In terms of getting to this stage, the last couple of months of work on the Tiny House have been, for the most part, enjoyable! The walls are entirely clad and trimmed, the lights are installed, and I have moved in all of the fixtures that I have built along the way, (some which have long been collecting dust). These still need a lick of paint or a wipe of stain, but it’s been brilliant to finally see the space come together. As the interior filled in, I felt the space shrinking, (inevitable when an empty space becomes a bathroom, kitchen, living room and bedroom), but now I am deeply happy with the space, in fact, I love it.

Over the years, I have spent a lot of time cursing the decision to undertake this project, and you can’t help but wonder whether it was money and time sensibly spent, but I’m beginning to feel the reward of perseverance. The house may no longer resemble what I first set out to build, both in terms of appearance and the way of life it represents, but it perfectly suits who I am now, at the age of 27, (almost 28!), and I look forward to seeing it continue its evolution in its new location.

The last few weeks here will see me working on the shelving and drawers for the cabinets and then I shall be packing all my belongings and materials inside the space for the big move! I must say, I will really miss being here on the farm, but it is due time to shake things up and try new things. Equally exciting and daunting!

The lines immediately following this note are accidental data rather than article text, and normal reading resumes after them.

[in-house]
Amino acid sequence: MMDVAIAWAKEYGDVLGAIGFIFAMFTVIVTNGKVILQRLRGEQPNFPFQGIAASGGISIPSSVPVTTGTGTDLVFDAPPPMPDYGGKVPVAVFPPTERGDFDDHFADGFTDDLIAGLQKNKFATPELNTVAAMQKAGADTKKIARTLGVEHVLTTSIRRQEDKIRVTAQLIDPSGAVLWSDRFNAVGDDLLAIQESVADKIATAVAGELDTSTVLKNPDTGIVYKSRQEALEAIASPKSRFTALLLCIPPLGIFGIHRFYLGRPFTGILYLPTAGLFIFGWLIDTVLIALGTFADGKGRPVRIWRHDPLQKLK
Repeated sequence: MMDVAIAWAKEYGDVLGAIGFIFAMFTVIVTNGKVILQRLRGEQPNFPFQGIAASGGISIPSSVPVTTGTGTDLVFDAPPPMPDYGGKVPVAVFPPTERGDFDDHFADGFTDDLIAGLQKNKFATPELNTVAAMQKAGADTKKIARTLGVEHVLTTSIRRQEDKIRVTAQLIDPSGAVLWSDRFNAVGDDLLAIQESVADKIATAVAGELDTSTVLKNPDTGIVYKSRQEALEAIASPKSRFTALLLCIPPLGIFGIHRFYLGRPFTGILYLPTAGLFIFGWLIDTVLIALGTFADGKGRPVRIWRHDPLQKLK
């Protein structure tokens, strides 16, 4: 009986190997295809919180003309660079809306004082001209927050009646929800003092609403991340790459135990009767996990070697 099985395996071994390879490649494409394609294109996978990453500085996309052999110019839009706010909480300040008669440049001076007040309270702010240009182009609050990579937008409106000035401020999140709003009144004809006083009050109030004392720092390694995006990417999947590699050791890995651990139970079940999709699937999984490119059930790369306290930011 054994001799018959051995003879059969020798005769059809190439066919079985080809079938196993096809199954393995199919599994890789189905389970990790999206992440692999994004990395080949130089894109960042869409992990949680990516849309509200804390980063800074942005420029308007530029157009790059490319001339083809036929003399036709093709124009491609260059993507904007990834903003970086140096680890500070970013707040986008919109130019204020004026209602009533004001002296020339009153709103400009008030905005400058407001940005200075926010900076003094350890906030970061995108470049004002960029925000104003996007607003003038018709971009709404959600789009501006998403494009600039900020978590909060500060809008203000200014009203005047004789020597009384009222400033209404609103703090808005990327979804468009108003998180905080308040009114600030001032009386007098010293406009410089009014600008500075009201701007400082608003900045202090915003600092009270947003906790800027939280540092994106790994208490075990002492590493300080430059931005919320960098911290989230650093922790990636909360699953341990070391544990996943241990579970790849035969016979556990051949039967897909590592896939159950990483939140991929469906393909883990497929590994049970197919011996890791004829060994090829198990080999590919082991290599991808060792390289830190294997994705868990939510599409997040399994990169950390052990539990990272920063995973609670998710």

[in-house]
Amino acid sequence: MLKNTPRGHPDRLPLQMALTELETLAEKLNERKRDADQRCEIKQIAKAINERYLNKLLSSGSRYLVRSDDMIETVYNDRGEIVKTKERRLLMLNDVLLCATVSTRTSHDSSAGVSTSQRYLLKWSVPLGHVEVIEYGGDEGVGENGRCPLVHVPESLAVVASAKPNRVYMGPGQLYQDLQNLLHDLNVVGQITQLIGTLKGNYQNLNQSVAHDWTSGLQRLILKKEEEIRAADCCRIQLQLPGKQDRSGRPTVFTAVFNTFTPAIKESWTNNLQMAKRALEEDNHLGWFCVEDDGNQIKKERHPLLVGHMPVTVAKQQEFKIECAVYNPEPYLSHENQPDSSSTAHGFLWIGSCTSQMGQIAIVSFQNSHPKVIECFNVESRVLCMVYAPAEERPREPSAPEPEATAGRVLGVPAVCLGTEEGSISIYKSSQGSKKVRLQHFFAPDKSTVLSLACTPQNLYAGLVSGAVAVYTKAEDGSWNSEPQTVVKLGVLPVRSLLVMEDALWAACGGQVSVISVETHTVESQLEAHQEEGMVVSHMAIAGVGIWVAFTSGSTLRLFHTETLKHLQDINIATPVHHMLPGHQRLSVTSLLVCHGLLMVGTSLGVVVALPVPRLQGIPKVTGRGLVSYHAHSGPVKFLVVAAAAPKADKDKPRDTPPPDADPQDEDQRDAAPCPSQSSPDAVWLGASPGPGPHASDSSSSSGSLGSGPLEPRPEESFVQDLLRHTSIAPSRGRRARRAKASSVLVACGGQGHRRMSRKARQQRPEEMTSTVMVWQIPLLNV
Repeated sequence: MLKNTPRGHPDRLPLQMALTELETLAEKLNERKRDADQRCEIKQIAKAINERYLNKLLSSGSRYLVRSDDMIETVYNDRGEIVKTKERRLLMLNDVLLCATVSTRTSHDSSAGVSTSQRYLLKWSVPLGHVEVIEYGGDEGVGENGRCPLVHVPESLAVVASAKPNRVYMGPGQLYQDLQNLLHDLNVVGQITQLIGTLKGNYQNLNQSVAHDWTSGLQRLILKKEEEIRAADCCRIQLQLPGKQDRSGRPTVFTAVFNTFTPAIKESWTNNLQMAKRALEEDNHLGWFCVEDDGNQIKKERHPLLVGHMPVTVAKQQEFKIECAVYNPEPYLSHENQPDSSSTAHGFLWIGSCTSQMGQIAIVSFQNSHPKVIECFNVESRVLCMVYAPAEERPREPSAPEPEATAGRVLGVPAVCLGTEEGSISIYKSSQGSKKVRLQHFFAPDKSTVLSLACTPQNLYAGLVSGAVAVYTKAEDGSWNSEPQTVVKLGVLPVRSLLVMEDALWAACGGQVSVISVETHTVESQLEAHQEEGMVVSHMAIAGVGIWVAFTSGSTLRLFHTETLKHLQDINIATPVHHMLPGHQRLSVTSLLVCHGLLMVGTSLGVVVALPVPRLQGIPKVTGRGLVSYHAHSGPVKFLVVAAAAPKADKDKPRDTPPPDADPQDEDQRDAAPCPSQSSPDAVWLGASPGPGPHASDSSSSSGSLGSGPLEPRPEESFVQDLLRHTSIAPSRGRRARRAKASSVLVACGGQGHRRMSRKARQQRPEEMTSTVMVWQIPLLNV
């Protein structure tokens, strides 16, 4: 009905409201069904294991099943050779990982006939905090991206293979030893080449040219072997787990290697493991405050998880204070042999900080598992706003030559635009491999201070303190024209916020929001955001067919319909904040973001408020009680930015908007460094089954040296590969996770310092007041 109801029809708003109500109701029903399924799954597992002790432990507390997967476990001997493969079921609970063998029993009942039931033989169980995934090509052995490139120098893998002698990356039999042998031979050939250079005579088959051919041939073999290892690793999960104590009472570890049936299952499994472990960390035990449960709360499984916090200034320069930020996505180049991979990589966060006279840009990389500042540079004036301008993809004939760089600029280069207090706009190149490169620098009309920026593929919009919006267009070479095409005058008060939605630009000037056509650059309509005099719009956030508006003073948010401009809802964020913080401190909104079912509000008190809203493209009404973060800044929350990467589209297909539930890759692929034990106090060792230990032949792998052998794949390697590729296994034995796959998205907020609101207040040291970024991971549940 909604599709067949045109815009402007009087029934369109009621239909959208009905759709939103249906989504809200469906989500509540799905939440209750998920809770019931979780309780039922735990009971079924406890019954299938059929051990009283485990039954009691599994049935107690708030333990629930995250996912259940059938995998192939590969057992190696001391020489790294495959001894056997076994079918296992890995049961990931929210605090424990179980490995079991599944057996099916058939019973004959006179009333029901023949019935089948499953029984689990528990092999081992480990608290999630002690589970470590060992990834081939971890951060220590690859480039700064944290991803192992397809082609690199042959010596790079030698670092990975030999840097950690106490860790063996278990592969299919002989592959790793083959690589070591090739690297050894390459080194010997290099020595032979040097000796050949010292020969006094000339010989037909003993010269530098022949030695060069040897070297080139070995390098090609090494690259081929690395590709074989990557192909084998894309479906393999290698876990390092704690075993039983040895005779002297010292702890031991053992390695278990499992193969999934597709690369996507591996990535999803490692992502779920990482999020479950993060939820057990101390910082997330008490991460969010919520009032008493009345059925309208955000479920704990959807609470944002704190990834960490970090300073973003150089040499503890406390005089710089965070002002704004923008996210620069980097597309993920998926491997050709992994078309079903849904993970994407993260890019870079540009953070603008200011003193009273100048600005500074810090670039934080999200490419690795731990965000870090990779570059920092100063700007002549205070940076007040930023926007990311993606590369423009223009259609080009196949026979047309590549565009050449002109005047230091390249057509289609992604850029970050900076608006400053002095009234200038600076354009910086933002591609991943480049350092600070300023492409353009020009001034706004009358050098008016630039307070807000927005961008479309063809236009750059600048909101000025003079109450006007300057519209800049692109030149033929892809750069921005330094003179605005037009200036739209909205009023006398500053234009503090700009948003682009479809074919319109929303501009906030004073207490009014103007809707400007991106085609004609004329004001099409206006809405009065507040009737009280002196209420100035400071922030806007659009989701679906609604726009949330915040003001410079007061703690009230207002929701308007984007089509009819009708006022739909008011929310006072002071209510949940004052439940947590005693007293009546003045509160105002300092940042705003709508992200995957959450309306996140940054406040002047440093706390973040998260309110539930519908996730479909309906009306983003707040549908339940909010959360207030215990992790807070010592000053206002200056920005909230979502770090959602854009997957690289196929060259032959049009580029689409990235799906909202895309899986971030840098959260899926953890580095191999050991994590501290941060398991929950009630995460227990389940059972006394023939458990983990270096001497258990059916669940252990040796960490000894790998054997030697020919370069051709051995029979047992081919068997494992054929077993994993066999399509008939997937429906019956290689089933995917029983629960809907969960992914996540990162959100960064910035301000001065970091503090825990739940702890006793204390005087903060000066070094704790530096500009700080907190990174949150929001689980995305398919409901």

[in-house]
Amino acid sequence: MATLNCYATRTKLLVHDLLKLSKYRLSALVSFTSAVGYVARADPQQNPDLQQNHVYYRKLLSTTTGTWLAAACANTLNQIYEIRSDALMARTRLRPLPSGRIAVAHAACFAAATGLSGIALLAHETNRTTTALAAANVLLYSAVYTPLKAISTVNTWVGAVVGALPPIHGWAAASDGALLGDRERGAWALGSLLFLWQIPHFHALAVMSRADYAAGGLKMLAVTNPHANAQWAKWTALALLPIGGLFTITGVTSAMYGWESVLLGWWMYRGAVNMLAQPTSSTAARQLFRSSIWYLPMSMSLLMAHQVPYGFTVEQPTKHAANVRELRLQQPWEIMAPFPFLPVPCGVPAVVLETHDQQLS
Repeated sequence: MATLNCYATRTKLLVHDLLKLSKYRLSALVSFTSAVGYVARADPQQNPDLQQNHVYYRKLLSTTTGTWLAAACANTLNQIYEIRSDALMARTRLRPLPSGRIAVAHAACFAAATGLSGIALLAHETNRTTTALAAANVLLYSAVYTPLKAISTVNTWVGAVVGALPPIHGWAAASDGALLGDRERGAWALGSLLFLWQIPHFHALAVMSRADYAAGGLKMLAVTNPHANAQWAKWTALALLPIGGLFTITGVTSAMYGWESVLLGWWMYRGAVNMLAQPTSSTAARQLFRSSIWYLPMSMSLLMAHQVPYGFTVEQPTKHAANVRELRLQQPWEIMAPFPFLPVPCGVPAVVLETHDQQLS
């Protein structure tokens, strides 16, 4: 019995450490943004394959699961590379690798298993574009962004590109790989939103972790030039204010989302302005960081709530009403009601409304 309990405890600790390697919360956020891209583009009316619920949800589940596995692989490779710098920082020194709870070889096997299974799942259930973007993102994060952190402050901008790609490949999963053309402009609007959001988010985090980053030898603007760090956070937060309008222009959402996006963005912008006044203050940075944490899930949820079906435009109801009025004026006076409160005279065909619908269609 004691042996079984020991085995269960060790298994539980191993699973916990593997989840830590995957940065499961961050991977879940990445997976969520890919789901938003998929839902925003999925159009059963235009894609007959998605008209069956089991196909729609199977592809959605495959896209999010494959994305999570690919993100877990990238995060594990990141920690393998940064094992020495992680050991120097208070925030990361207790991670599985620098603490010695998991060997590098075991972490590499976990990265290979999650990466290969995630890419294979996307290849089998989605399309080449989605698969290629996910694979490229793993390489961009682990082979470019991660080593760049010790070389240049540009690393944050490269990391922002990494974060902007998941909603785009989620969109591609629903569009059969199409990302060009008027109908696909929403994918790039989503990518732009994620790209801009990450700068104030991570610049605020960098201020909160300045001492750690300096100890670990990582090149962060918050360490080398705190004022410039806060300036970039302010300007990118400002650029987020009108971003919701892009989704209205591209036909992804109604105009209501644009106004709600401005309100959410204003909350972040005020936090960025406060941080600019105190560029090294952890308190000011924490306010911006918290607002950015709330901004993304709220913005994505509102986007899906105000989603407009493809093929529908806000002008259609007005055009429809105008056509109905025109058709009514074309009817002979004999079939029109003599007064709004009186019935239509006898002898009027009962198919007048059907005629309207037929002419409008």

A Tiny Taste of Exciting Things to Come

Since the beginning of September, I have been, (slightly impatiently,) awaiting the arrival of an order of 7mm plywood; the cladding for the ceiling and walls of my home. As the hold-up has prevented any substantial progress, I have found myself with no excuse but to commence some of the ‘finishing’ work on the pieces I have built this year.  Sanding, gluing, staining, etc. All my favourite things. -_- However, as I raided my offcuts for suitable pieces for edging/moulding, I discovered half a sheet of 7mm ply in my stock, giving me the idea that I could have a go at cladding the small skylight. Much more exciting.